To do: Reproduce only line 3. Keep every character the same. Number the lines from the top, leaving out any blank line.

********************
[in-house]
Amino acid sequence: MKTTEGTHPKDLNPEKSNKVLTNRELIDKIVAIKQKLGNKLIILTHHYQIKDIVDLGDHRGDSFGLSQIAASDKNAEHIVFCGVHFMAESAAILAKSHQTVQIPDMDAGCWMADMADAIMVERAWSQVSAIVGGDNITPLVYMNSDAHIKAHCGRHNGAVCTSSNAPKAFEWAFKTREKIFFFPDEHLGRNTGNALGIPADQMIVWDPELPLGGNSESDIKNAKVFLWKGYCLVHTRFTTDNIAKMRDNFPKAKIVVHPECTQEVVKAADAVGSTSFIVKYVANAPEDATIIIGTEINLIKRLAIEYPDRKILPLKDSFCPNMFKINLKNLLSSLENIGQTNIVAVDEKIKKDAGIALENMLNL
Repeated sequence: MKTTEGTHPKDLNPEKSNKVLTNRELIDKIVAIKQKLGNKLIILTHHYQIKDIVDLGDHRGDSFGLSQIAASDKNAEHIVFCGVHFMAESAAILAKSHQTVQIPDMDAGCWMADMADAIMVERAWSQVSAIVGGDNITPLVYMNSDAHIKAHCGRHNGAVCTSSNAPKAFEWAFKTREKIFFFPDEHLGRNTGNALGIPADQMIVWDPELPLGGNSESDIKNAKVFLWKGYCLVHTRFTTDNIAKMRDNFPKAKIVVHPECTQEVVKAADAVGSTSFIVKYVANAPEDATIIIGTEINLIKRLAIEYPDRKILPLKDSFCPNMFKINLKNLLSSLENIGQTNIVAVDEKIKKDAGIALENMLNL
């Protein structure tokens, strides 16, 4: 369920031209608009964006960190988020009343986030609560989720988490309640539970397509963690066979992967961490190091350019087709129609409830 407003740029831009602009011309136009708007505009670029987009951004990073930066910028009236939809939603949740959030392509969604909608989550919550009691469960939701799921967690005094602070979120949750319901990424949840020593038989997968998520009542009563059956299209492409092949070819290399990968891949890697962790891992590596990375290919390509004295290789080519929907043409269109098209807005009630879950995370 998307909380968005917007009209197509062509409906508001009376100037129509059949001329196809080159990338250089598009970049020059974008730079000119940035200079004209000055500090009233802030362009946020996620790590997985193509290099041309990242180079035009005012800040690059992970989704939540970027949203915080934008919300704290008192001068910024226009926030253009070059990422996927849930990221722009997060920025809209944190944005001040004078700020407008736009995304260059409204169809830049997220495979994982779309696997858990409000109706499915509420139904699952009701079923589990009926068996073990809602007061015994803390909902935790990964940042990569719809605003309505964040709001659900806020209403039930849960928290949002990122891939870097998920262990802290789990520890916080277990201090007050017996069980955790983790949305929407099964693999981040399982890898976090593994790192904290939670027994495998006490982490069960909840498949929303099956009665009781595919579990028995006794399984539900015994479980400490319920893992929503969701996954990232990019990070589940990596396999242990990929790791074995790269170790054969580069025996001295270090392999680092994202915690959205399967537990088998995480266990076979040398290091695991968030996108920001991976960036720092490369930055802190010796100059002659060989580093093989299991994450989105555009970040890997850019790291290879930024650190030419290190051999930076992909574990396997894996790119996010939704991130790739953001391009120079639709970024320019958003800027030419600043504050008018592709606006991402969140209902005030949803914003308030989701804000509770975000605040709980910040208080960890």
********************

Repeated sequence: MKTTEGTHPKDLNPEKSNKVLTNRELIDKIVAIKQKLGNKLIILTHHYQIKDIVDLGDHRGDSFGLSQIAASDKNAEHIVFCGVHFMAESAAILAKSHQTVQIPDMDAGCWMADMADAIMVERAWSQVSAIVGGDNITPLVYMNSDAHIKAHCGRHNGAVCTSSNAPKAFEWAFKTREKIFFFPDEHLGRNTGNALGIPADQMIVWDPELPLGGNSESDIKNAKVFLWKGYCLVHTRFTTDNIAKMRDNFPKAKIVVHPECTQEVVKAADAVGSTSFIVKYVANAPEDATIIIGTEINLIKRLAIEYPDRKILPLKDSFCPNMFKINLKNLLSSLENIGQTNIVAVDEKIKKDAGIALENMLNL